Tim Tully was just trying to help.
His company, Splunk, like most tech firms right now, shifted to remote work last month. Tully, who is Splunk's CTO, started hearing from customers that their IT departments needed tools to visualize things like whether their VPNs were being oversaturated or if employees were able to use Zoom without issues.
Splunk, which makes software for monitoring and analyzing real-time data, quickly came up with a tool that they called Remote Work Insights and decided to offer it for free to other companies that might be suddenly managing thousands of employees remotely.
"The motivations for building this largely came from discussions around what can Splunk do for the world to help people out in this challenging time," Tully said. "The best way to do that is to release free software that will help people make sure that educational institutions, financial institutions, health care institutions and big tech companies are able to make sure people are connected."
But not everyone thought it was a kind gift.
A couple weeks after the tool was announced by Tully in a corporate blog post, tech professionals took notice and criticized it on Twitter. Among their many tweets were concerns that it was Big Brother software that would let managers monitor individual employees as they work from home, and that the company was trying to find a way to monetize anxiety during a crisis. Since the recent explosion of remote work, there's been concern that the copious data generated by popular enterprise software tools will be used to monitor worker productivity inappropriately.
Tully said his reaction to the pushback was that the questions he received were fair to ask, and that he considered it part of a "healthy conversation."
On Friday, Tully published a follow-up blog post to clarify what the RWI tool can and can't do, and how organizations are already using it — like a major university that relied on it to quantify student and faculty demand for Zoom.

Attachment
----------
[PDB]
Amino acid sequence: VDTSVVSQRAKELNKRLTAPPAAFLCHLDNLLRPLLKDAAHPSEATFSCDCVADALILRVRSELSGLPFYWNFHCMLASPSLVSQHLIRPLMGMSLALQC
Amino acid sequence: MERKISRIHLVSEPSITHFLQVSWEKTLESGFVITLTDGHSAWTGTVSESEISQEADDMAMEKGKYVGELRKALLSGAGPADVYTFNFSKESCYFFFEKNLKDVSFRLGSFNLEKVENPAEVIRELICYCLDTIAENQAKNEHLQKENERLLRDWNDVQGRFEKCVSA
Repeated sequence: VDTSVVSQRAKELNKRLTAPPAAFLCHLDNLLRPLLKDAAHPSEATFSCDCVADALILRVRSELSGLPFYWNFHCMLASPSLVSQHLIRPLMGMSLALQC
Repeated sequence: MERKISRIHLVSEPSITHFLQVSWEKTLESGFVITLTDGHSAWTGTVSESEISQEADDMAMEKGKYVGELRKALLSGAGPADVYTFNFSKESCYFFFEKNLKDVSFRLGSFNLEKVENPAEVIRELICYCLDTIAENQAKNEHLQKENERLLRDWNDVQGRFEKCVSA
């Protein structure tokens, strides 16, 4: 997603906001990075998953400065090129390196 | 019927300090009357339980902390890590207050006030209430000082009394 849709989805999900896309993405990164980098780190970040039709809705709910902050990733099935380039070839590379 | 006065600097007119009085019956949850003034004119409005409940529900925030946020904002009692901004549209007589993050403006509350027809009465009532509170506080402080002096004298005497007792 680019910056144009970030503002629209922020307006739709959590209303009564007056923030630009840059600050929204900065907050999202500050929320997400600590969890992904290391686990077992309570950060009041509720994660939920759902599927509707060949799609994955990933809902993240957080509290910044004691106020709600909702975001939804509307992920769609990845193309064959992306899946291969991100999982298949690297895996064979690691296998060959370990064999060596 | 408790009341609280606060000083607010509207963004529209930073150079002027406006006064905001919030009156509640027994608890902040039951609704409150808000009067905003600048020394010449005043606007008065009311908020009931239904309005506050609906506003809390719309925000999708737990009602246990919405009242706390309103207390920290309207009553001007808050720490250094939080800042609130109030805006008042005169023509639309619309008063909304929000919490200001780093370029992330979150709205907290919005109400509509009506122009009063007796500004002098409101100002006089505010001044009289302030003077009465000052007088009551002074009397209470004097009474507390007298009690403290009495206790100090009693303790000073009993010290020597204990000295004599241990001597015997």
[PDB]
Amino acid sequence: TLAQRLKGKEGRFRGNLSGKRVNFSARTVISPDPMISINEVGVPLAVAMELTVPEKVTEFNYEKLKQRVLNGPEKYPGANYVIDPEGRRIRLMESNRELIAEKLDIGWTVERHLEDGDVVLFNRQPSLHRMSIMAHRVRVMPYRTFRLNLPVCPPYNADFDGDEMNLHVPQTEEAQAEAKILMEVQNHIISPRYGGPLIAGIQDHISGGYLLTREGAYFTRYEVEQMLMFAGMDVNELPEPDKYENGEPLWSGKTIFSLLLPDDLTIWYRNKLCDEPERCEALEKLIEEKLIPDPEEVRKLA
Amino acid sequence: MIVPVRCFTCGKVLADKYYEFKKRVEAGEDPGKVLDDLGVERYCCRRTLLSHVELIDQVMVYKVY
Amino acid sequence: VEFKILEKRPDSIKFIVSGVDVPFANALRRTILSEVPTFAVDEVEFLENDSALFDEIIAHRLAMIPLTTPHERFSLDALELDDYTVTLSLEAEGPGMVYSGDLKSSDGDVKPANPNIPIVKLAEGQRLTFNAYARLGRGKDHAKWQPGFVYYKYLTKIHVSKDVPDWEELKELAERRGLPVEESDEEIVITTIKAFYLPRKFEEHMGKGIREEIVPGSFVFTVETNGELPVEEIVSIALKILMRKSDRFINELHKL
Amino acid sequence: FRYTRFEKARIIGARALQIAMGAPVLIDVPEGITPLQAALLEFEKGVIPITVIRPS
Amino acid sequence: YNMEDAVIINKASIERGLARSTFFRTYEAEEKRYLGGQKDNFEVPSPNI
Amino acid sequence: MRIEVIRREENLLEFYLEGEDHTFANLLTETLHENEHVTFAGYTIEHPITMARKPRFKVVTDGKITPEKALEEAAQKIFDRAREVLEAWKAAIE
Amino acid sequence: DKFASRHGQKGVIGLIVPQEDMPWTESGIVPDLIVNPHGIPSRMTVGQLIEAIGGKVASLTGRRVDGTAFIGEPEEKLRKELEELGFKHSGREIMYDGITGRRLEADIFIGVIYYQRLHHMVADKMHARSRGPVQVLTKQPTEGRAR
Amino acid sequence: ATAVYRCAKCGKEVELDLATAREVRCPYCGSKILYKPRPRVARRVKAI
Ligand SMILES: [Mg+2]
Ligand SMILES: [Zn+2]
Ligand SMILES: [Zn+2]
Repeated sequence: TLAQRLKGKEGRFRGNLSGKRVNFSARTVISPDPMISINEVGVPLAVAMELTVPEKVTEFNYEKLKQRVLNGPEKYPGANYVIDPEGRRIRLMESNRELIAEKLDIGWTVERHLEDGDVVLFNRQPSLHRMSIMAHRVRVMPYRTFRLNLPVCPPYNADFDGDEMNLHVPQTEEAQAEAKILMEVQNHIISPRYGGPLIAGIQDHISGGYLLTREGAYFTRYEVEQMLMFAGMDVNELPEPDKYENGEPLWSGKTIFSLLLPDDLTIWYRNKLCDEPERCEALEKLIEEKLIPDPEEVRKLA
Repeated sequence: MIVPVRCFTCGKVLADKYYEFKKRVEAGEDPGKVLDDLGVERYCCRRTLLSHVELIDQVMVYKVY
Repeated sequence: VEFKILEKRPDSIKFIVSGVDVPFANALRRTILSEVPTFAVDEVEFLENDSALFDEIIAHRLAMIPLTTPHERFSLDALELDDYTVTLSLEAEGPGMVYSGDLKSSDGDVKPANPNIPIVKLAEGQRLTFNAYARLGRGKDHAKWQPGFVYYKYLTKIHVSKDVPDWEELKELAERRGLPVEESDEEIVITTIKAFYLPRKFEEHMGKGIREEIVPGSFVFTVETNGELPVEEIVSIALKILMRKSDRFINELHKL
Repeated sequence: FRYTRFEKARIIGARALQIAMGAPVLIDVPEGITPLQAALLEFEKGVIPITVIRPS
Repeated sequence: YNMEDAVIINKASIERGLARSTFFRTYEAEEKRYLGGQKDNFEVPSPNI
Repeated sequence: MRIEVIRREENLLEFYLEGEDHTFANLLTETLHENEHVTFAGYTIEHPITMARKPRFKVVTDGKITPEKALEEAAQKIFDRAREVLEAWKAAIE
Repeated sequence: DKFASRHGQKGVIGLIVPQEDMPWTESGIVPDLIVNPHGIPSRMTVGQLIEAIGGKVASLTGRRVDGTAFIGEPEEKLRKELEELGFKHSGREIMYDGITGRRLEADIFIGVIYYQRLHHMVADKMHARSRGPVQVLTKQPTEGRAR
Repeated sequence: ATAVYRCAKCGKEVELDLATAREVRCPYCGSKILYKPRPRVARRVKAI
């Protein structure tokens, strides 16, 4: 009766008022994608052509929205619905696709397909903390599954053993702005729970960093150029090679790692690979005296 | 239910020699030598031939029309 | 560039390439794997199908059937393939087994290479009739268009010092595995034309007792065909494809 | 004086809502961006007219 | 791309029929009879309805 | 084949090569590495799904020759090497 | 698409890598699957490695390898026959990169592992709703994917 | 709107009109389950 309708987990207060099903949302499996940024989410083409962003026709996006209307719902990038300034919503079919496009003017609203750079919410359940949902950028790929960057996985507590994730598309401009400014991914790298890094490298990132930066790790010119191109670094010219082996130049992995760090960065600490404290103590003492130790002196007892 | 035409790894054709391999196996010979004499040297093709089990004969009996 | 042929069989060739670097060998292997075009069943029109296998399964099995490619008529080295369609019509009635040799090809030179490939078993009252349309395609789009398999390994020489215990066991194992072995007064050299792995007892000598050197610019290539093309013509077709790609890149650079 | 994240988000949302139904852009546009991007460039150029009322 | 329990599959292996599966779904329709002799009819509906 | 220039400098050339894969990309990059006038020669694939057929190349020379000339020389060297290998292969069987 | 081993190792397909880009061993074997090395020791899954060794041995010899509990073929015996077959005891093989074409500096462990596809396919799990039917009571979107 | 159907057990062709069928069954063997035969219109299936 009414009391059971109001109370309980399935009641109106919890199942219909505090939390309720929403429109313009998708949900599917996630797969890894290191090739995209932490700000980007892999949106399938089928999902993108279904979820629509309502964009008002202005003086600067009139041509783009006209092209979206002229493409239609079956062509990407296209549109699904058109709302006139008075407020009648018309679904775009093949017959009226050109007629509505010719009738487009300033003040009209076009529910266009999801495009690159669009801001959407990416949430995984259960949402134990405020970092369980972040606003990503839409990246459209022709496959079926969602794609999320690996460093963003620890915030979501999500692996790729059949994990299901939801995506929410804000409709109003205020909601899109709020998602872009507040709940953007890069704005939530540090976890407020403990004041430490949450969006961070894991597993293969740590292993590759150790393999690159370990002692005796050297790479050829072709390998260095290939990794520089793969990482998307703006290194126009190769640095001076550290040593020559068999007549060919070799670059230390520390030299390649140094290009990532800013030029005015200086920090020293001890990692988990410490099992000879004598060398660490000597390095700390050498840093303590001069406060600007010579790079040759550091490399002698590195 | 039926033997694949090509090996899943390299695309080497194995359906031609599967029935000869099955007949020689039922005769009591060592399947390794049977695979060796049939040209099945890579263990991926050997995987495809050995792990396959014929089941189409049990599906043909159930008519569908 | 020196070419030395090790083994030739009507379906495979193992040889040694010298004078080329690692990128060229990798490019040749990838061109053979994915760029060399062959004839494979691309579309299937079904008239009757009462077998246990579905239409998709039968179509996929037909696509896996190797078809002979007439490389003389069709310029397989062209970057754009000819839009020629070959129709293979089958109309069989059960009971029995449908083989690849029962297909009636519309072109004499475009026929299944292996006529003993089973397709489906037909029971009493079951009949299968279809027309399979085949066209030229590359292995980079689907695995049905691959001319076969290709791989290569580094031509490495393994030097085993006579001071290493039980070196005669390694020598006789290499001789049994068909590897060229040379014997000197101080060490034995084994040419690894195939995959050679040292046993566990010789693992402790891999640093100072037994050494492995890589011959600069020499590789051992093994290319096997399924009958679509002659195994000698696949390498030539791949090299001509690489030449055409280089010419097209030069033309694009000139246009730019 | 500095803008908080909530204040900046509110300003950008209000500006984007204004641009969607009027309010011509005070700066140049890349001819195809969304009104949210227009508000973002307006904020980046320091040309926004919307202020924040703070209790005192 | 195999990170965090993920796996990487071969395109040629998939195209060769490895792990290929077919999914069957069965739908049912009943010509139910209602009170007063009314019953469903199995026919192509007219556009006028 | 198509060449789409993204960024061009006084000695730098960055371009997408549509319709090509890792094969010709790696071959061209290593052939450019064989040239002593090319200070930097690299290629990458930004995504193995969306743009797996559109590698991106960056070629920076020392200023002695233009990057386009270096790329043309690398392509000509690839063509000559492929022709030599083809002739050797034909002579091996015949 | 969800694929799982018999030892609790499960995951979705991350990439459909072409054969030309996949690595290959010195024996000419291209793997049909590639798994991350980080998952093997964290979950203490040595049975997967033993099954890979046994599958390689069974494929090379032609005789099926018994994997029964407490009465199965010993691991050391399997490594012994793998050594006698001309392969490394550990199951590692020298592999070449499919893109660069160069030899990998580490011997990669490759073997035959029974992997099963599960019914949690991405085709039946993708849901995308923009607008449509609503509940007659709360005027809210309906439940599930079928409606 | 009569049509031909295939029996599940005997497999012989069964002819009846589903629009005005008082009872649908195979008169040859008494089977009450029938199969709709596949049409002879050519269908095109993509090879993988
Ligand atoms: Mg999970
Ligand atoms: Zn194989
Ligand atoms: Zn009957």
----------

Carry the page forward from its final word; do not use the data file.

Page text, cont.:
One thing that many critics were missing, Tully said, was that the tool wasn't designed to help bosses micromanage.
"It's very much geared towards the IT organization that's making sure the firewall is healthy, the VPN is healthy, or Zoom is still alive. It's certainly not built for managers, it's not built to monitor individuals," Tully said. IT and cybersecurity teams regularly track app usage data to do things like evaluate if additional servers are needed or detect intruders; the RWI tool mainly functions to do that for the various remote work tools that employees are spending more time on now than ever before.
Another key part is that the tool was built with employee privacy in mind, and even if a manager tried using it to monitor their direct reports, they wouldn't get very far. For example, the tool can tell you how many employees across the organization are currently using Zoom or other applications, but it doesn't identify those users.
Additionally, all the data in the tool already exists in organizations; the RWI tool just brings it together in a clear, easily digestible format.
"This is just surfacing data that's there already. All we're doing is surfacing it in a way that's consumable for IT leaders. There's no machine learning or anything like that — it's actually just simple aggregation of data," Tully said.
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Although Tully wasn't too surprised about the reaction on Twitter, he said he might have handled the product launch differently in retrospect.
"Maybe moving forward when we do a blog announcement, we'll be more proactive about addressing some of those questions that came up on Twitter in terms of how we're not violating individuals' privacy and how importantly we take data privacy," he said.
As far as Splunk's customers go, Tully said that the tool has received a lot of positive feedback. "We plan on adding more features," he said, including integration of "more videoconferencing tools and chat applications out there that are heavily used and that people live and die by."